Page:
Home Bot CategoriesLivingMusical Conversation SHE HITS DIFFERENT – SUMNIMA SETLING


by wowmagazine

Sumnima Setling, famously known as Amazumi, is among the few Nepali female hip-hop artistes living her passion. Born in Hong Kong, Sumnima lived in Nepal for a few years and is currently based in Belgium. She started pursuing music full-time in 2017 after being selected in De Nieuwe Lichting, a nationwide music competition in Belgium. Sumnima recently performed in Nepal. The artiste is addicted to feeling both fire and ice, unleashing her wrath on stage and then retreating into her cocoon before emerging as a celebrity again. The rapper seeks beauty in the smallest of things and often connects with strangers like they’ve known each other forever. To learn about her musical journey, Anushka Shrestha from WOW talked to her.

How did you get into music?

It’s probably a combination of things that nurtured my love for music and especially performance. My father’s side of the family has always been musical and involved in their own projects. Music jams were regular while I was growing up. My dad’s younger brother once gifted me an electric guitar and encouraged all my musical endeavours. I played in every school band, performed in plays, dances, karaoke contests and concerts. Then, I landed in London in the middle of rap cyphers that introduced me to the art of emceeing, then came recording my first bars and then evolving further as an artiste in Gent, Belgium. 

You were one of the eight finalists of De Nieuwe Lichting in Belgium, what was your experience?

It was quite refreshing to be in a contest that had no gimmicks. For someone who doesn’t make ‘radio’ music, I was excited to be chosen for my own unique musicality. It was also exhilarating to be performing alongside breathtaking artistes like Tamino. We were all still wet behind the ears but I was, blown away by the artists around me. And everyone came in with so much love and humility. The best part about the experience was the final performances we gave at Ancienne Belgique, one of the finest concert venues in Belgium. Plus, it opened a lot of doors and people in Nepal also began to sit up and take notice. That whole year turned into an amazing tour.

Tell us something about your second EP ‘Riot’

Riot was written around the time I was coming to terms with a lot of inner turmoil that had been built up over the years, parallel to everything that was happening in the world. It is an open letter to the way systems and people who are supposed to care have failed us and the planet, the need for us all to escape and the premature deaths of many friends, often to suicide. I released this project independently and created my own campaign with people in my own music community.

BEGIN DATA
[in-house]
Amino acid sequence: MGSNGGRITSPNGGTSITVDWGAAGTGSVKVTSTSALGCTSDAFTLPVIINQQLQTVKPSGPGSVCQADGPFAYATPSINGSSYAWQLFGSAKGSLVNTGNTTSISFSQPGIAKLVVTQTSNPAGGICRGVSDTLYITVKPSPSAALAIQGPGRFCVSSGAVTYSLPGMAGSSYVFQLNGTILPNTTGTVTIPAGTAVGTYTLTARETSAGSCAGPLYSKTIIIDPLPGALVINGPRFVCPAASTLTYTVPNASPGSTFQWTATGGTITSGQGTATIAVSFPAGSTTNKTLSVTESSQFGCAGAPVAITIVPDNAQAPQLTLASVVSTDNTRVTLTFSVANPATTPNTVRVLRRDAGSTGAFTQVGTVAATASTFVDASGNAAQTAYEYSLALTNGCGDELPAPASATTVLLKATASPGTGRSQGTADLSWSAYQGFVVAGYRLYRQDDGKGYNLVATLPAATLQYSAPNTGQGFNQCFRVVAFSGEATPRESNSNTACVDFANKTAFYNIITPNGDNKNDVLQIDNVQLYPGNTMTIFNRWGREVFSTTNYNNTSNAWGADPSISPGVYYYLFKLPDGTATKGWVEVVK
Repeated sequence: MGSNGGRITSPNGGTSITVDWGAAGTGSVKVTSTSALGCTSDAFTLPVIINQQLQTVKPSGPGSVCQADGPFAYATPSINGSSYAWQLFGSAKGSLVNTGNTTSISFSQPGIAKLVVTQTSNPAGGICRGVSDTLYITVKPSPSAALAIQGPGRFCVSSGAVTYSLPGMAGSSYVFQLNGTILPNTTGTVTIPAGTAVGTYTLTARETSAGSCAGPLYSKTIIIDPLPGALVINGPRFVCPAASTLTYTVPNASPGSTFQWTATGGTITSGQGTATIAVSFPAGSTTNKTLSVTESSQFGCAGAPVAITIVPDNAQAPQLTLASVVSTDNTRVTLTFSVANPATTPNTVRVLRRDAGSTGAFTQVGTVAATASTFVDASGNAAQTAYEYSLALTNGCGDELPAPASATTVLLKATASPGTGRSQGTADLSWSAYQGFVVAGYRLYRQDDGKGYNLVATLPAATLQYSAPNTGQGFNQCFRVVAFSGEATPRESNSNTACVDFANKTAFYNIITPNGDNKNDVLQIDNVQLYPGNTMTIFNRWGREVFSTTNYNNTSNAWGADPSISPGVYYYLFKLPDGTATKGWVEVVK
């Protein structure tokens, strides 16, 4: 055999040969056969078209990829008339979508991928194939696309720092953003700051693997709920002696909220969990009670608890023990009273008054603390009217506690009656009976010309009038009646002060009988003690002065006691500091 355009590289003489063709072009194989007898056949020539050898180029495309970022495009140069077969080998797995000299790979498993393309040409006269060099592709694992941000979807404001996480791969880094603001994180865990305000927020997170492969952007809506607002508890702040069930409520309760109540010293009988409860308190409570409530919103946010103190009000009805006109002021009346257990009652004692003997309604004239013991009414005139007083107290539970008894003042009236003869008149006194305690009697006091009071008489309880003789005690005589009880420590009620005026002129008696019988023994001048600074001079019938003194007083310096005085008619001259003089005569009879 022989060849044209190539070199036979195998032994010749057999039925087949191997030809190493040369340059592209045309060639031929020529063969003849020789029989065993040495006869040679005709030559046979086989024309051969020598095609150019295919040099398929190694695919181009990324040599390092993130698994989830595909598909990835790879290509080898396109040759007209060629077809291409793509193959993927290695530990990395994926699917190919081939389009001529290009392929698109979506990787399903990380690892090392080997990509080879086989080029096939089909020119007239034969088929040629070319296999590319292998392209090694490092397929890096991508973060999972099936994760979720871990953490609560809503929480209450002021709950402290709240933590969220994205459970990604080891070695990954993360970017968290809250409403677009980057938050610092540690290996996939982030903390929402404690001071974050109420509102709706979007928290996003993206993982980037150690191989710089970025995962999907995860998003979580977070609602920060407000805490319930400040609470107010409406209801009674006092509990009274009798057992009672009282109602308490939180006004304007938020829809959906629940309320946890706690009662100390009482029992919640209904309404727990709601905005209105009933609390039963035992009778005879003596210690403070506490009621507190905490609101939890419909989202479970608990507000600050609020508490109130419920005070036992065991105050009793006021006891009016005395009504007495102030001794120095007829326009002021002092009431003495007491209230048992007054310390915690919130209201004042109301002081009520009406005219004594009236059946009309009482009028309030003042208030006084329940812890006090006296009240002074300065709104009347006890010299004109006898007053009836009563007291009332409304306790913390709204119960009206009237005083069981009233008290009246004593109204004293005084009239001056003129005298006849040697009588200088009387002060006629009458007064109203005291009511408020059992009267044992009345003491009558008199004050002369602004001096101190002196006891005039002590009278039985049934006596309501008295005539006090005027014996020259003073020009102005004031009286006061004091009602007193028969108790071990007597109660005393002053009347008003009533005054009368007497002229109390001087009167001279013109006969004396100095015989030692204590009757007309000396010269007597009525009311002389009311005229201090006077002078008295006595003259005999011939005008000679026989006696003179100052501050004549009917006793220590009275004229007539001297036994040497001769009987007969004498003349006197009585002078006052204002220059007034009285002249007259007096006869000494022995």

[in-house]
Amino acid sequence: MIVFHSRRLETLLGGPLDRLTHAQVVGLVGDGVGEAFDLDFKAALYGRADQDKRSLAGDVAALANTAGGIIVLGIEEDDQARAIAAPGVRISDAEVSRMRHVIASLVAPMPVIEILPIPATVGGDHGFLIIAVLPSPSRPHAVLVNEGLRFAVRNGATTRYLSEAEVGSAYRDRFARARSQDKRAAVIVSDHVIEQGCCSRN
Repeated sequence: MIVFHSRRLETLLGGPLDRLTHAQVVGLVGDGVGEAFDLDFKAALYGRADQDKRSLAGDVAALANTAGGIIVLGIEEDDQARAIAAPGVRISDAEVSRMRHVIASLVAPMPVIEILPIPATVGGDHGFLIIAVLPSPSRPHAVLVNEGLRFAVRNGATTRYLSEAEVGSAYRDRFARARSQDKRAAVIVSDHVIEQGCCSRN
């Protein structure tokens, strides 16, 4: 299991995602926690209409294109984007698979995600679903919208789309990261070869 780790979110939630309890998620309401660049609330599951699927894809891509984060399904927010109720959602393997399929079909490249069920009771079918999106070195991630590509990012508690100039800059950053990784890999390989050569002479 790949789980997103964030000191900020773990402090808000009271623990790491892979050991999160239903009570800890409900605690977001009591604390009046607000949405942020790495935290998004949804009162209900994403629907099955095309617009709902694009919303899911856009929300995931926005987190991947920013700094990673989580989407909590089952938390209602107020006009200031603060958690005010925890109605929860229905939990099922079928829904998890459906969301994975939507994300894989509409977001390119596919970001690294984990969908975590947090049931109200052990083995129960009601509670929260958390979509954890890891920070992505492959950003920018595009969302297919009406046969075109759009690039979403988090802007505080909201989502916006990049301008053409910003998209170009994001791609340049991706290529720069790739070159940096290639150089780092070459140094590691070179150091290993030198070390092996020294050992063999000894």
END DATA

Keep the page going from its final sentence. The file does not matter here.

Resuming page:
How difficult is it to survive as a Nepali artist in a foreign land?

I have been fortunate to benefit from the privilege, where there is a persistent cultural sector that aids in creating platforms for artistes, spaces to collaborate and sustain the culture despite nation-wide budget cuts. That is not to say that representation is whole. There aren’t a lot of Asians that I have seen spotlighted in the music scene although I know there should be more out there. 

Particularly as a Nepali, I don’t think I have had the chance to connect with a lot of Nepali listeners here especially with the music I make. However, the few girls that I connected with at Made in Asia in Brussels last year were blown away and have been mad supporters ever since. 

You recently performed in several places in Nepal. How is it different from performing elsewhere?

I felt a type of connection in Nepal I hadn’t felt anywhere else. I have felt appreciation outside of Nepal, and people paying attention to every lyric and showering positive feedback after every show. But for people to truly grasp the weight behind a word like “Hangma” (Queen in Limbu language), recognise lines from a Bhailini song (that I perform in an unreleased track) and feel the warmth and pride that I have experienced in Nepal hits different. It hits home. Plus, headbangers in Nepal are hardcore. That gives me so much more energy. 

In Belgium, people tend to be more conservative as an audience especially. Nepal generally made me feel this raw, untapped energy that needed a release.

What’s next?

I am releasing some singles first and quite a few collaborations before I begin working on a solid album next year. The plan is to come back to Nepal and connect with my mother’s roots in places like Rukum and go back to Dharan and Darjeeling to reconnect with my dad’s side of the family. I’d love to sample the sounds of our rituals and ceremonies and the way of life and make music on the road. Then I’d come back to Kathmandu to work with musicians in the valley to finish the songs. 

There are two particular ideas that I had worked on years ago while I was dabbling in production. I was pleasantly surprised to find that the sounds I had sampled and the musicality of those beats were so close to the sounds that a friend had sampled at Rukum recently. It’s going to be exciting.

If not a musician…Visual artist
Favourite genre…Crossovers
One thing you can’t do without…Music
Your go to song…Envelopes – bowdown

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